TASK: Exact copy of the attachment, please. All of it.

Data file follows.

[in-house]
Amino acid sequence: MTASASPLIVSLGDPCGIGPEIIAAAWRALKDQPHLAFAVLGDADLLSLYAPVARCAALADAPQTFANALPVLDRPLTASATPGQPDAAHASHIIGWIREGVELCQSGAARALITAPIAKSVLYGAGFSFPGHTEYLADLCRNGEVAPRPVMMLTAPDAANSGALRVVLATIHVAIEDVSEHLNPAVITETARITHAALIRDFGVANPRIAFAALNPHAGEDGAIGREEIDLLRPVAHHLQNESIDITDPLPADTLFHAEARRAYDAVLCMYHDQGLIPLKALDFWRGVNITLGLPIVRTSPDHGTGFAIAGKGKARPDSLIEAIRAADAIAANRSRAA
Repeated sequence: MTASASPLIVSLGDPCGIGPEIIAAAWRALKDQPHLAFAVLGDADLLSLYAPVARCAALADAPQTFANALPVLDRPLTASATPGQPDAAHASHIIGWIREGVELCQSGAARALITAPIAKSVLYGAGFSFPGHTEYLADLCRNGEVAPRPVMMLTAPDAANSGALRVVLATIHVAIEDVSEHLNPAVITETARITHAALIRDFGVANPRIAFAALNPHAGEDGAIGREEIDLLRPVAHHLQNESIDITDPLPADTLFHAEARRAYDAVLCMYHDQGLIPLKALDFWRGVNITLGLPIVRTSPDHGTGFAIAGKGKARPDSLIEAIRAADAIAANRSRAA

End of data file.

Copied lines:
[in-house]
Amino acid sequence: MTASASPLIVSLGDPCGIGPEIIAAAWRALKDQPHLAFAVLGDADLLSLYAPVARCAALADAPQTFANALPVLDRPLTASATPGQPDAAHASHIIGWIREGVELCQSGAARALITAPIAKSVLYGAGFSFPGHTEYLADLCRNGEVAPRPVMMLTAPDAANSGALRVVLATIHVAIEDVSEHLNPAVITETARITHAALIRDFGVANPRIAFAALNPHAGEDGAIGREEIDLLRPVAHHLQNESIDITDPLPADTLFHAEARRAYDAVLCMYHDQGLIPLKALDFWRGVNITLGLPIVRTSPDHGTGFAIAGKGKARPDSLIEAIRAADAIAANRSRAA
Repeated sequence: MTASASPLIVSLGDPCGIGPEIIAAAWRALKDQPHLAFAVLGDADLLSLYAPVARCAALADAPQTFANALPVLDRPLTASATPGQPDAAHASHIIGWIREGVELCQSGAARALITAPIAKSVLYGAGFSFPGHTEYLADLCRNGEVAPRPVMMLTAPDAANSGALRVVLATIHVAIEDVSEHLNPAVITETARITHAALIRDFGVANPRIAFAALNPHAGEDGAIGREEIDLLRPVAHHLQNESIDITDPLPADTLFHAEARRAYDAVLCMYHDQGLIPLKALDFWRGVNITLGLPIVRTSPDHGTGFAIAGKGKARPDSLIEAIRAADAIAANRSRAA